D.C. Police Department arrests suspect, court hearing to come Sept. 12
Margery Magill, a UC Davis alumna from the class of 2015, was fatally stabbed on Aug. 27 in Washington D.C. while walking a dog. Police were able to arrest the suspect and described the alleged attack as random, without any clear motive.
Police Chief Peter Newsham discussed how the event played out, according to a video the D.C. Police Department posted on Twitter.
“A little after 8:45 PM, members of the fourth district were dispatched to the 400 block of Irving Street, northwest for the report of a woman down,” Newsham said. “When officers arrived, they found 27-year-old Margery Magill from northwest D.C. suffering from multiple stab wounds. She was brought to a local hospital where she was later pronounced dead.”
Currently, only one suspect, Eliyas Aregahegne, is known to have been involved in the stabbing.
“We have not recovered any information to suggest that Margery knew or had any association with that suspect,” Newsham said. “We do not have any information that it was a robbery or an attempt of sexual assault. Detectives located the suspect…a follow-up search warrant was obtained and additional evidence was recovered. The suspect was transported to the Metropolitan Police Department Homicide Branch for questioning, sufficient probable cause was established and 24-year-old Eliyas Aregahegne from Northwest D.C was arrested for first-degree murder.”
The court case is now ongoing. The next hearing for Aregahegne will be held on Sept. 12. In a preliminary hearing, Aregahegne initially stated that he had a finger injury, evading the possibility that he stabbed Magill. Court documents mentioned that his statements were inconsistent.
According to court documents, the “defendant then placed himself on scene and explained that a dark force was speaking to him from inside of his head… multiple times throughout the interview, the defendant denied the stabbing.”
While the court hearings will be ongoing, faculty at UC Davis are reminiscent of Magill’s time as a student. Magill worked at UC Davis’ Study Abroad department and graduated with a major in international agricultural development. She went on to receive a master’s degree in international relations.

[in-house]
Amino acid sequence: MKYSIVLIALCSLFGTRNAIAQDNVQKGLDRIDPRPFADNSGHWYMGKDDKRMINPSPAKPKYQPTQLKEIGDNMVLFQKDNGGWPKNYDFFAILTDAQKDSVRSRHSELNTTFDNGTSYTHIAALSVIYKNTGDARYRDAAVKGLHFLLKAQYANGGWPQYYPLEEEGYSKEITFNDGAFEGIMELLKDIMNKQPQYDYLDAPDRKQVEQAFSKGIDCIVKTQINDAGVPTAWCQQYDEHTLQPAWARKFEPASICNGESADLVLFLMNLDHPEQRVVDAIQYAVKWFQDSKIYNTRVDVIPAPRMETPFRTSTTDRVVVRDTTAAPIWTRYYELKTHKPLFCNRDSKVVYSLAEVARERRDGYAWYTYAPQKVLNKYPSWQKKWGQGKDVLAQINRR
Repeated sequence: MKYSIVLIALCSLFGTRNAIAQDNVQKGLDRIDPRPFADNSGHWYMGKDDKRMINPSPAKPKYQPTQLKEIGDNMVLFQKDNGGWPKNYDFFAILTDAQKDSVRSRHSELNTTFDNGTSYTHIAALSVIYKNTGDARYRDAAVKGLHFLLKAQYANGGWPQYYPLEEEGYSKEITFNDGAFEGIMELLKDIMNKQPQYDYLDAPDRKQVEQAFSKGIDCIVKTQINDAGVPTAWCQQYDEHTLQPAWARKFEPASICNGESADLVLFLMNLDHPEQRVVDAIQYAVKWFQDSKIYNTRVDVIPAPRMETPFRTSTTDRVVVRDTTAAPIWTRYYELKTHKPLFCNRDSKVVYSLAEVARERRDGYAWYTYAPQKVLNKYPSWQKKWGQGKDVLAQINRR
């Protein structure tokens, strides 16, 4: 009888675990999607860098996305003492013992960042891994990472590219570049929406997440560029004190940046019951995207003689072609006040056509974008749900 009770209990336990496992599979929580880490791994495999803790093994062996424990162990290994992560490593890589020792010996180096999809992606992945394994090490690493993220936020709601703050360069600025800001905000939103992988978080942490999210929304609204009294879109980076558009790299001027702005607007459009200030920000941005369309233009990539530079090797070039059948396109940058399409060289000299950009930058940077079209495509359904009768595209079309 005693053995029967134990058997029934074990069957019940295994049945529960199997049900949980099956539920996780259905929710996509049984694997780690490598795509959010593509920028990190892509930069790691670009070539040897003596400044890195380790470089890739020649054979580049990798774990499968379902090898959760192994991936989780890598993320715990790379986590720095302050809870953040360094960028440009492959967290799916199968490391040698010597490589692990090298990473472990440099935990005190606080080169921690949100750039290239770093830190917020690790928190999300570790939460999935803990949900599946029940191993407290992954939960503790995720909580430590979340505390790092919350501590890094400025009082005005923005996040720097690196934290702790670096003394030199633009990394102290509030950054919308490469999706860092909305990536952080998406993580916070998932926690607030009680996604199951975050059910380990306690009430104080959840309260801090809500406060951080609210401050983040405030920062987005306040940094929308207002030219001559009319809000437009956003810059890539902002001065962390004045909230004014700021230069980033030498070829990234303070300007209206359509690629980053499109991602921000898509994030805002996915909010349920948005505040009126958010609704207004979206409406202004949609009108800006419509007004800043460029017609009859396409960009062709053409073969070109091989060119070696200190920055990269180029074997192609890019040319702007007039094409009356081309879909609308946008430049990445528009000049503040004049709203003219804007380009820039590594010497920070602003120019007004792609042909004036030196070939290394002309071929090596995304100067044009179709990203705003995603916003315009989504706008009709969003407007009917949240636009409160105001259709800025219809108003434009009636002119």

Blake Cooper, the assistant director of communications in the Global Affairs department, hired Magill when she was a student at UC Davis.
“Margery worked for UC Davis Study Abroad for two wonderful years and contributed so much to our office,” Cooper said via email. “She brought incredible energy and a passion for global education that was inspiring to those of us who worked with her every day.”
Jenavieve Hatch, a former program coordinator and advisor for UC Davis’ quarter abroad program, was also part of the hiring panel when Magill applied.
“I remember her application, and I remember interviewing her with a handful of other colleagues — she was just insanely impressive,” Hatch said. “She was a really accomplished, smart person. She was in that cohort of student assistants, and she had done some cool international education so we were excited to have her on the team.”
While working at the study abroad program, Magill appeared in a video project encouraging students to take a chance at exploring a different country. Cooper emphasized how much Magill contributed to the program and how the team was fortunate to have had her in their cohort of student assistants.
“We were lucky to have Margery on our team for as long as we did and always looked forward to hearing from her after she left UC Davis,” Cooper said via email. “Losing her in such a tragic way has been extremely difficult for the staff in our office who worked with Margery. Our thoughts and prayers go out to her family and all who knew her.”
Hatch also elaborated on Magill’s energy while she was a student assistant for the study abroad program.
“Her work ethic was pretty amazing,” Hatch said. “There’s a reason we hired her, she was really active and enthusiastic. She really liked international education — she was excited about the job. I remember she would always say yes to everything, [and] she was always helpful.”
Hatch heard the news of Magill’s death after a friend messaged her on Facebook. She said she felt sheer shock when she first heard the news.
“It was pretty surreal, I think it was such a senseless and horrible thing,” Hatch said. “It’s one of those things you read about on the news, and you think that must be hard for that person’s family and friends. When it happens to someone you know, then you don’t really know how to come to terms with it because it’s just so wild and senseless.”
Cooper reacted in shock as well, remembering how Magill stood out to him as a student.
“My reaction was probably similar to others who knew her: I was shocked and devastated,” Cooper said via email. “Margery was one of the most energetic and passionate students I have had the pleasure of supervising.”
Written by: Stella Tran — firstname.lastname@example.org